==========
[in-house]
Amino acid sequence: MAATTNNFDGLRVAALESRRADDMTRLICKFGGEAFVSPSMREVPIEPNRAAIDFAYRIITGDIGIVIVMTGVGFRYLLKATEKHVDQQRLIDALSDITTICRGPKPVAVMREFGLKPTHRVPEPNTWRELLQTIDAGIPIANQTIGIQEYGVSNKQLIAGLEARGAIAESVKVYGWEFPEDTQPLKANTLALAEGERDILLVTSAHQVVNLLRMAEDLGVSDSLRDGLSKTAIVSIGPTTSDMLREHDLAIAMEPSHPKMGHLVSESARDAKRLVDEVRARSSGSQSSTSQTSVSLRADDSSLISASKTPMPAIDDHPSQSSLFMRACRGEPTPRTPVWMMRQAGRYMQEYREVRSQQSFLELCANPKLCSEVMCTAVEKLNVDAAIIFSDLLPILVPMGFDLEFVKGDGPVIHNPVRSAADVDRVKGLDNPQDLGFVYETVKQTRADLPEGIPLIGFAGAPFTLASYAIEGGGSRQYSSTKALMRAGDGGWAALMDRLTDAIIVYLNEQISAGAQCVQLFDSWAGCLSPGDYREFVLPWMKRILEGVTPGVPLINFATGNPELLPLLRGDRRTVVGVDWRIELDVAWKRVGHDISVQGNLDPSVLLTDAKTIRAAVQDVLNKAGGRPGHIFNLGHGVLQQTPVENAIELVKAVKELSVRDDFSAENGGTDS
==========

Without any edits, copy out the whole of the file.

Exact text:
[in-house]
Amino acid sequence: MAATTNNFDGLRVAALESRRADDMTRLICKFGGEAFVSPSMREVPIEPNRAAIDFAYRIITGDIGIVIVMTGVGFRYLLKATEKHVDQQRLIDALSDITTICRGPKPVAVMREFGLKPTHRVPEPNTWRELLQTIDAGIPIANQTIGIQEYGVSNKQLIAGLEARGAIAESVKVYGWEFPEDTQPLKANTLALAEGERDILLVTSAHQVVNLLRMAEDLGVSDSLRDGLSKTAIVSIGPTTSDMLREHDLAIAMEPSHPKMGHLVSESARDAKRLVDEVRARSSGSQSSTSQTSVSLRADDSSLISASKTPMPAIDDHPSQSSLFMRACRGEPTPRTPVWMMRQAGRYMQEYREVRSQQSFLELCANPKLCSEVMCTAVEKLNVDAAIIFSDLLPILVPMGFDLEFVKGDGPVIHNPVRSAADVDRVKGLDNPQDLGFVYETVKQTRADLPEGIPLIGFAGAPFTLASYAIEGGGSRQYSSTKALMRAGDGGWAALMDRLTDAIIVYLNEQISAGAQCVQLFDSWAGCLSPGDYREFVLPWMKRILEGVTPGVPLINFATGNPELLPLLRGDRRTVVGVDWRIELDVAWKRVGHDISVQGNLDPSVLLTDAKTIRAAVQDVLNKAGGRPGHIFNLGHGVLQQTPVENAIELVKAVKELSVRDDFSAENGGTDS